Breaking News
More () »

Seattle's Leading Local News: Weather, Traffic, Sports and More | Seattle, Washington | KING5.com

Tacoma residents split over new zoning changes

Tacoma residents are split over how new zoning changes that went into effect Thursday will impact the growing city.

TACOMA, Wash. — New zoning changes in Tacoma could bring more density to the city's neighborhoods. The changes went into effect Thursday and impact about 1,500 parcels in Tacoma.

Residents are split over how the zoning changes will impact the city. Friends Steve Clementz and Ron Vernone grew up in the north end of Tacoma.

"You can't afford to live in Seattle and Tacoma is a nice place to live," Verone said.

Clementz acknowledged that Tacoma is a city that is growing fast, and said, "I kind of don't like it myself, but I can live with it."

"Well, it's inevitable," Verone said. "I just hope they can figure out how to control it."

Elliott Barnett, a Senior Planner for the city of Tacoma, said the zoning changes that just went into effect will allow for more townhouses, duplexes, and triplexes in neighborhoods around the city.

Also see | Tacoma focusing on Mount Rainier in new marketing to tourists

"If there are existing single-family homes there, they could stay there forever. But at some point down the road, a property owner could choose to develop two-family or three-family, or in some cases a small scale multifamily project," said Barnett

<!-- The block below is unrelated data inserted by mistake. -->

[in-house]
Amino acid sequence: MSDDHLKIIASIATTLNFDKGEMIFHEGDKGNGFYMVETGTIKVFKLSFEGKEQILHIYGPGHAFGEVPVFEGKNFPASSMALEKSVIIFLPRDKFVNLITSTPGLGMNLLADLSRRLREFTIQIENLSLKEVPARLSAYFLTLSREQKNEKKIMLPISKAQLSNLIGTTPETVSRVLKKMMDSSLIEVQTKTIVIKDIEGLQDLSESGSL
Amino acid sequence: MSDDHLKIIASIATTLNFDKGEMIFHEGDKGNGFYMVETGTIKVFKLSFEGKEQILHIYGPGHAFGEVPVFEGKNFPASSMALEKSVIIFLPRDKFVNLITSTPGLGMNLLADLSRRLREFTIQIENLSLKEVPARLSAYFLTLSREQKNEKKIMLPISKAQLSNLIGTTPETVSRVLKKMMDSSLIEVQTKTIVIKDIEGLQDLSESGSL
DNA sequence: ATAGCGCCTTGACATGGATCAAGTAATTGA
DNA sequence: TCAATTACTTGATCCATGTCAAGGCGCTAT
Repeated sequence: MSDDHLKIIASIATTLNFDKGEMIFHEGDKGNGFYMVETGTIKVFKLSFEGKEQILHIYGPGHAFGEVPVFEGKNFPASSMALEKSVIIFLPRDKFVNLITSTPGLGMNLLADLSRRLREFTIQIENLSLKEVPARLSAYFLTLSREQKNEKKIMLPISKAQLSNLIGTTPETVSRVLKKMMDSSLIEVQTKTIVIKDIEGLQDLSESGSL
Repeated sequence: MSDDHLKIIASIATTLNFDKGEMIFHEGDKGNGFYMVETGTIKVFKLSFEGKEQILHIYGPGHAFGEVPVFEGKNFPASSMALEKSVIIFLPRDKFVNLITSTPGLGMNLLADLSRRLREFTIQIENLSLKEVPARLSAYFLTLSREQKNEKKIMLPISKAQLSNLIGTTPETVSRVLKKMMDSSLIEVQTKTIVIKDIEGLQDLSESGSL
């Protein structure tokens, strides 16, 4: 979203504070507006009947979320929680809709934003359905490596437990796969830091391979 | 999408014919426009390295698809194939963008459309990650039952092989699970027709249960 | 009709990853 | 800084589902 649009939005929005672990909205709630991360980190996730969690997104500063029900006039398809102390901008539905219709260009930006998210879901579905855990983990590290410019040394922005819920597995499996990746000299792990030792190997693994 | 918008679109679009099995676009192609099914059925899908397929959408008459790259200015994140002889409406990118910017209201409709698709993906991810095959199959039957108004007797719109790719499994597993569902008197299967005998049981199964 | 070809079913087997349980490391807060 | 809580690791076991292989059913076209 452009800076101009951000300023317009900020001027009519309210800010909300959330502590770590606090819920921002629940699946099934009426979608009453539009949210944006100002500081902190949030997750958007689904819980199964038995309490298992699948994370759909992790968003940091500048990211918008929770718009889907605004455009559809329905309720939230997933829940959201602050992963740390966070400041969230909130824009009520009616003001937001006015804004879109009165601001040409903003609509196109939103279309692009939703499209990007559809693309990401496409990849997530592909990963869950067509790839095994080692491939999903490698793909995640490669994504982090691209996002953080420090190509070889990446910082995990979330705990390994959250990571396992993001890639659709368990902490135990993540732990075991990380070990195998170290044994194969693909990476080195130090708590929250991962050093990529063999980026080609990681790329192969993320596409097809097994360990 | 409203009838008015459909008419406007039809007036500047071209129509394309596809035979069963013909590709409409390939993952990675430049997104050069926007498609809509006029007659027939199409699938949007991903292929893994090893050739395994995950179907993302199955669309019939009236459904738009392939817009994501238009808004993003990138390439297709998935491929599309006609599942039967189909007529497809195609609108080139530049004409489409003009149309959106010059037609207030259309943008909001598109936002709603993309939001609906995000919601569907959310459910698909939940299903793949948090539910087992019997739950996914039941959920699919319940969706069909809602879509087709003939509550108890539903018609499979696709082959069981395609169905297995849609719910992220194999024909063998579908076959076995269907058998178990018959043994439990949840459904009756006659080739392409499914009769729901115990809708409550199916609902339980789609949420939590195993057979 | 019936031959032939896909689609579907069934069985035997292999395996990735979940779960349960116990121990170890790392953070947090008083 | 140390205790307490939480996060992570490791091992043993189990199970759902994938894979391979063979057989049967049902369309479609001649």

Barnett added that parking would be required. The zoning changes took into account nearby transit options.

Patty Nolph is the owner of FAI Jewelry in the north end of Tacoma. She welcomes the idea of more neighbors.

"Single-family dwellings that have expanded into maybe ADUs (Accessory Dwelling Units) or something, I think it's great. It brings more people closer to the city. Closer to grocery stores and parks and libraries," said Nolph. "I love seeing the growth."

However, the possibility of more density is creating some division in Tacoma.

"You got to limit [the growth] in certain areas, especially like this," said Verone, referring to the north end of the city.

Barnett said there is a housing crisis in the region, and the zoning changes are one step in a multipronged effort to address that crisis.